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Sub-Himalayan Farmers Distressed With Move To Derecognize Elephant Reserve

Wildlife activists and farmers in Uttarakhand say this move will increase man-elephant conflict

Mohan Khatri, 60, a small farmer of Nathuwali village in Uttarakhand, is upset over the state government’s decision to denotify the northern Indian state’s only elephant reserve — the Shivalik Elephant Reserve —for the expansion of the Jolly Grant Airport. His village and adjoining areas witnesses frequent human-elephant conflicts. And, he fears that this conflict may get intensified if the decision is implemented.

“Elephants frequently raid our fields, destroy paddy and maize crops,” said Khatri, who heads a five-member family dependent on less than one hectare for their livelihood. His village is at the edge of the elephant corridor and around five miles away from the airport’s current location. The corridor connects two wildlife protected areas and allows for the movement of elephants from one area to the other.

“This decision only makes elephants more vulnerable and has the potential to further worsen human-elephant conflict,” said Khatri.

The state government decided to expand the Jolly Grant Airport to meet international standards and issued an order to this effect on January 8. The project entails doubling runways, parking areas, erection of new ATC towers, and other developmental works in and around the airport.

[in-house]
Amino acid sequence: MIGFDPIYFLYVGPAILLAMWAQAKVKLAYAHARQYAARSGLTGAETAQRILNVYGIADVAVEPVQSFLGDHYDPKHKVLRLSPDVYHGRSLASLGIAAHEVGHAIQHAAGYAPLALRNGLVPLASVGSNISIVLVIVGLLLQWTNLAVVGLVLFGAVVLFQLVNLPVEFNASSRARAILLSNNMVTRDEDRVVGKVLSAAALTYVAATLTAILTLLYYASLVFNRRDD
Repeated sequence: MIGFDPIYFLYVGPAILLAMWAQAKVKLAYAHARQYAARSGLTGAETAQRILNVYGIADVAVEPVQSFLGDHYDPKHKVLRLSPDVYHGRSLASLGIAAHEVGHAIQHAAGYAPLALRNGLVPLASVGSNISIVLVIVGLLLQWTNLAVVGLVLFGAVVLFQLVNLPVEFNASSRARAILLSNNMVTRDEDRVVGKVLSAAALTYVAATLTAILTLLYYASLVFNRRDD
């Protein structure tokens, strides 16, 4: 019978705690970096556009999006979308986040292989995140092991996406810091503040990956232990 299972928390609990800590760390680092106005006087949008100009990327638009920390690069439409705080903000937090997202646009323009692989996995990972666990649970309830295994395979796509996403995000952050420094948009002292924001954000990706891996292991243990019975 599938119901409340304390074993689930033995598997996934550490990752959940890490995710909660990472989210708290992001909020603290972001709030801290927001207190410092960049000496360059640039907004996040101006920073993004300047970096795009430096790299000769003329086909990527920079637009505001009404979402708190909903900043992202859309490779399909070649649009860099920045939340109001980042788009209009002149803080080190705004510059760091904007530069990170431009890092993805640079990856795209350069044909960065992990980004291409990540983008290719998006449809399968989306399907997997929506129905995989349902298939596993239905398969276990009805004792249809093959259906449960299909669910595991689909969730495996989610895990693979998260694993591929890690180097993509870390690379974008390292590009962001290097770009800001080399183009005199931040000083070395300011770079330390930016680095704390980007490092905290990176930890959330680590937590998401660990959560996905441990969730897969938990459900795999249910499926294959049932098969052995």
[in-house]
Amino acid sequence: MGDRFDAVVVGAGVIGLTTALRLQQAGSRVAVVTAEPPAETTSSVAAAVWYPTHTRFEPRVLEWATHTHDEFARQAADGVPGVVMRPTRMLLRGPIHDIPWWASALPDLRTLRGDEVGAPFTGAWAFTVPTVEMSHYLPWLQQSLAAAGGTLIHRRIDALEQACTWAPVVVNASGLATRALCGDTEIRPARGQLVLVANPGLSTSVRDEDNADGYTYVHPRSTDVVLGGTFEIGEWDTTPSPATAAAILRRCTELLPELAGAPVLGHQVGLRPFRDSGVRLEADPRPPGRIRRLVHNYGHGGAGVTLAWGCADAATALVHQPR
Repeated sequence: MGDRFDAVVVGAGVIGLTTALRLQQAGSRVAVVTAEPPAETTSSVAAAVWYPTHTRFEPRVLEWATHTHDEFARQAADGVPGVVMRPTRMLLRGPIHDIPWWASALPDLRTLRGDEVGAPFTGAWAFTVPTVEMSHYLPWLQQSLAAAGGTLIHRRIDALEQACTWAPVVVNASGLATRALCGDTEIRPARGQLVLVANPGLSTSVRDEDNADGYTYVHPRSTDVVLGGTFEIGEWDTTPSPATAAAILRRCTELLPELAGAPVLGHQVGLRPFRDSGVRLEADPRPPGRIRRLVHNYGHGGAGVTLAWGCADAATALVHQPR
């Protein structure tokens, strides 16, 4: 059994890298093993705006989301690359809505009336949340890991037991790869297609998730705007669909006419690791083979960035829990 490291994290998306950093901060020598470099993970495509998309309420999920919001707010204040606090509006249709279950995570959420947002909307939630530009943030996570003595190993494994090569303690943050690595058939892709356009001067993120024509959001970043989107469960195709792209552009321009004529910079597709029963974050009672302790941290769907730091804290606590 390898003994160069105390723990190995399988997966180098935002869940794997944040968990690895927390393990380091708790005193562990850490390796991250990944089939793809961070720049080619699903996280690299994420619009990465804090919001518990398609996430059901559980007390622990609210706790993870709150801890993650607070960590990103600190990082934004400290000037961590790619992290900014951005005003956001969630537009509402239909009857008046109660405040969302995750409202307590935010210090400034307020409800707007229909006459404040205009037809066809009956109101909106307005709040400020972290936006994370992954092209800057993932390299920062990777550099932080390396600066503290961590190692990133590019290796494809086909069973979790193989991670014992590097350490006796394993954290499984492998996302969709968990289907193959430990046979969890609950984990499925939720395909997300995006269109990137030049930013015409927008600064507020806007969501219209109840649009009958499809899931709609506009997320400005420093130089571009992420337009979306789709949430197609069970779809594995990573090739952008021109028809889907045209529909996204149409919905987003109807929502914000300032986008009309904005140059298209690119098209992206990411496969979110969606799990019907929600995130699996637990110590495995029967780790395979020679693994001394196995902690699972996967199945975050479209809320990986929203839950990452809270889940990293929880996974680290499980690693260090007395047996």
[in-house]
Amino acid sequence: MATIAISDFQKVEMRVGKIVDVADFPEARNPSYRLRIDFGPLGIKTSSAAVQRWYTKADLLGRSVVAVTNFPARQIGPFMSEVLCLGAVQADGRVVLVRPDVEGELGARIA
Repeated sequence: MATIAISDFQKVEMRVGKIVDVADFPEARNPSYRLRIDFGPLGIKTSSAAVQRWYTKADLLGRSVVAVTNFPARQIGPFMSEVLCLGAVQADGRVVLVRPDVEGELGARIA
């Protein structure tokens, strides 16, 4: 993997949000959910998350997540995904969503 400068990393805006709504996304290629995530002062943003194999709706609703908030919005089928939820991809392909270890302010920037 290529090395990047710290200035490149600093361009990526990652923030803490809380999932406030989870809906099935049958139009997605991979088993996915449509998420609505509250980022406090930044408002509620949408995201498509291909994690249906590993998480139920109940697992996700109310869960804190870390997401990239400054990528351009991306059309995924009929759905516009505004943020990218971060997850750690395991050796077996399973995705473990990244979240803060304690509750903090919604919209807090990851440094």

For this, 87 hectares of forest areas from the Shivalik Elephant Reserve will have to be acquired and another 18 hectares of non-forest areas. This will lead to the felling of around 10,000 trees of different species like khair (Acacia catechu), sheesham (Dalbergia sissoo), teak (Tectona grandis), kanju (Holoptelea integrifolia), jhingan (Lannea coromandelica), and gulmohar (Delonix regia).

Elephants ‘browse’ (feed on leaves, or other high-growing vegetation) on trees like teak, jhingan, khair, and sheesham. At the same time, these trees are also used by local community members for their household use like grazing of livestock, fodders, fuels, and timber

On January 11, however, a Public Interest Litigation (PIL) was filed in the Uttarakhand High Court, which put a stay order on the state’s denotification order.